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How do I make money from investing in shares?

Investing basics

When you’re investing, even for the long term, you have one main goal: to make money. We’ve had a lot of questions asking exactly how you do this, so we thought we’d get into the details.

A hand squeezing half a lemon into a glass.

First, an overview

There are two ways you can make money from investing:

  • Capital gain: selling your investments for more than you paid for them

  • Dividends: getting income from your shares

There’s also two ways you can lose money, and they’re pretty similar. One is that you sell your investment for less than you paid for it. The other is if the value of your investment drops to $0, and you don’t get a chance to sell it at all (this is pretty rare but does happen!).

But let’s get into some more details.

The capital gain

To get a capital gain, two things need to happen. First, your shares need to be worth more than you paid for them. Second, you need to sell those shares. That’s how you change a “paper gain” into a capital gain—or, cash. For example, if you buy some shares for $5, then sell them later on for $7, you’ve made a capital gain of $2.

This means that the value of your shares can change day to day, but your realised capital gain is fixed at the moment you sell your shares. If the price of your shares change, but you don’t sell them, you haven’t really made or lost anything.

The last thing about capital gains is that they’re a one-off. If you buy your shares for $3, then sell them for $5, you’ve made $2—but that’s all you’re going to make because someone else has your shares now. This is a good reason to try and invest for the long term. While it can have its ups and downs in the short term, over time, investment markets do tend to grow in value. Generally speaking, the longer you can hold out, the higher the chance is that you’ll make more money when you eventually sell!

But you might want to make some income along the way. That’s where dividends come in.

The details on the dividends

Sometimes, when a company makes a profit, it will choose to give some of that profit back to its owners—that’s you. These are paid in cash (as in, you don’t have to sell anything), and they usually happen a couple of times a year.

They’re generally paid based on how many shares you owned or purchased the day before a particular date (that’s the ‘ex-dividend date’). If you had one share in a fund that gets a dollar per share from the companies it invested in, then you get a dollar. If you had a thousand shares, then you’d get a thousand dollars. And so on, and so forth.

A really important point to remember about dividends is that they aren’t mandatory. Companies will often choose to reinvest their profits, rather than give them directly to shareholders. When they do this, the idea is to increase the capital gain (by making the company more valuable), rather than give the money to you directly. Amazon is one of the most valuable companies in the world, and it doesn’t pay dividends!

In Sharesies, you can see how much a company or fund has paid in dividends over the past year by looking at the “how you can make money” bit.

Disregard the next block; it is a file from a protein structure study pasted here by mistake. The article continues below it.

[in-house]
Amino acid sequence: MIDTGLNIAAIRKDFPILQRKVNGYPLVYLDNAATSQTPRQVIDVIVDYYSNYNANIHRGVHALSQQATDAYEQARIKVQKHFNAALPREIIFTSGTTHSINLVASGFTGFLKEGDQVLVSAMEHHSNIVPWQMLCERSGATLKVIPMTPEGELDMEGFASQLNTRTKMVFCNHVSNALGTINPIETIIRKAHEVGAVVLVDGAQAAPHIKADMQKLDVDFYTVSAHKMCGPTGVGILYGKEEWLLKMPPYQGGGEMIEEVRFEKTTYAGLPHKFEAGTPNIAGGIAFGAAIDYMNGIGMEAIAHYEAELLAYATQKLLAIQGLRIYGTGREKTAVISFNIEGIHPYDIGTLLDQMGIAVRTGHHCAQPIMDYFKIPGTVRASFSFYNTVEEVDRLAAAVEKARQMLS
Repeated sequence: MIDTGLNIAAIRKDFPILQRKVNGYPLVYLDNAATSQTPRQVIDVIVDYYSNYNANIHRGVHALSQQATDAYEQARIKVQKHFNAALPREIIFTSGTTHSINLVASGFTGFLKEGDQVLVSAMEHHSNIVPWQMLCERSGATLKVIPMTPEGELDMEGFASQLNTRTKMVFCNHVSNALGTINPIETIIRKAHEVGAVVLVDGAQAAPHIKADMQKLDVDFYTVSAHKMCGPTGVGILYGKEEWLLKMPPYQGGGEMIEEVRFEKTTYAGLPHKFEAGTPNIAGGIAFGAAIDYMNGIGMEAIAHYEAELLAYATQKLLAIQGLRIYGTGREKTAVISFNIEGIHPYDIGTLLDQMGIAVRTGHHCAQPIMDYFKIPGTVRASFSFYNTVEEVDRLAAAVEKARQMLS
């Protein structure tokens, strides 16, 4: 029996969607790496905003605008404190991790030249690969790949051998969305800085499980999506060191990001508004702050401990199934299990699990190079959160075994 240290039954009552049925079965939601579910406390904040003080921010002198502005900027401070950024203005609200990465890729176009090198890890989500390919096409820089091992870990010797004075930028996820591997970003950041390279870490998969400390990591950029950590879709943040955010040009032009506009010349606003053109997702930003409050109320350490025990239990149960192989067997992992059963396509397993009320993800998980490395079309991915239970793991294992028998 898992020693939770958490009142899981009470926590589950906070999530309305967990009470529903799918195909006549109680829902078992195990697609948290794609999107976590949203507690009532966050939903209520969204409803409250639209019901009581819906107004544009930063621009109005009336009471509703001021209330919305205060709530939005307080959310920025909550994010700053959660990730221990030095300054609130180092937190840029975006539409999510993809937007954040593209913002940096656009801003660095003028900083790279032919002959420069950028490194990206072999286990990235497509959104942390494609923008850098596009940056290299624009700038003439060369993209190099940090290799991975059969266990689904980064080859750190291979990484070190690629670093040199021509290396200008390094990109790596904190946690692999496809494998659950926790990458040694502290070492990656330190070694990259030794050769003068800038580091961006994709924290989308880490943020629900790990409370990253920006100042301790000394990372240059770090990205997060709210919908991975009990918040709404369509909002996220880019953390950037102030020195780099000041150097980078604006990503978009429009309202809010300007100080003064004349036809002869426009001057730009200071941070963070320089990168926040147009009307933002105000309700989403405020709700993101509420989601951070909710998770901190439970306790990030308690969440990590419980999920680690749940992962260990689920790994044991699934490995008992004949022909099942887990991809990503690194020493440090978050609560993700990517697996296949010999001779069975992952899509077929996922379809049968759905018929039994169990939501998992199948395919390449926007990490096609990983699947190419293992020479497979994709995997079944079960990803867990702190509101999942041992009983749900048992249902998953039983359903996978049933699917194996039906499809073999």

For example, Spark has a dividend yield of around 8%. That means that Spark paid around 8% in dividends in the last year. That may not seem like much, but remember that it’s 8% in cash, every year, without you having to sell anything.

On the other hand, you need to remember that dividend yield is based on information from the past. Things may be different next year, as every company will make different amounts of money, and make different decisions about whether to pay dividends and how high those dividends should be.

Losing money

Now let’s take a look at the other side: losing money. The most common way you can lose money is if you sell your shares for less than you paid for them. This is really important because shares go up and down in value all the time. So if you buy shares for $10, and they drop in value to $8, you may feel like you’ve lost $2—but you’ve actually lost nothing, unless you sell. Once you sell, you’re turning that “paper loss” into a real loss.

Another way of thinking about this is to remind yourself that the number of shares you own doesn’t change until you buy or sell. If you spent $10 on 10 shares for a dollar each, you still have 10 shares, no matter what happens to the price. Reminding yourself of this is a good way to help you stick to your strategy and stay cool in the long term if the market’s going up and down. Diversification can also help reduce risk over time!

What to do?

So now that you have a good understanding of the two ways to make money with shares, which approach is best? That’s the great news—you don’t have to choose one or the other (although you can if you want). But if you want to have it both ways, there’s nothing stopping you from investing some of your money in investments that pay more dividends, and some in investments that tend towards capital gains.

Diversifying like this gives you some ongoing income to reinvest, or spend, while also giving you access to longer-term capital gains. You really can have it all!

Ok, now for the legal bit

Investing involves risk. You aren’t guaranteed to make money, and you might lose the money you start with. We don’t provide personalised advice or recommendations. Any information we provide is general only and current at the time written. You should consider seeking independent legal, financial, taxation or other advice when considering whether an investment is appropriate for your objectives, financial situation or needs.

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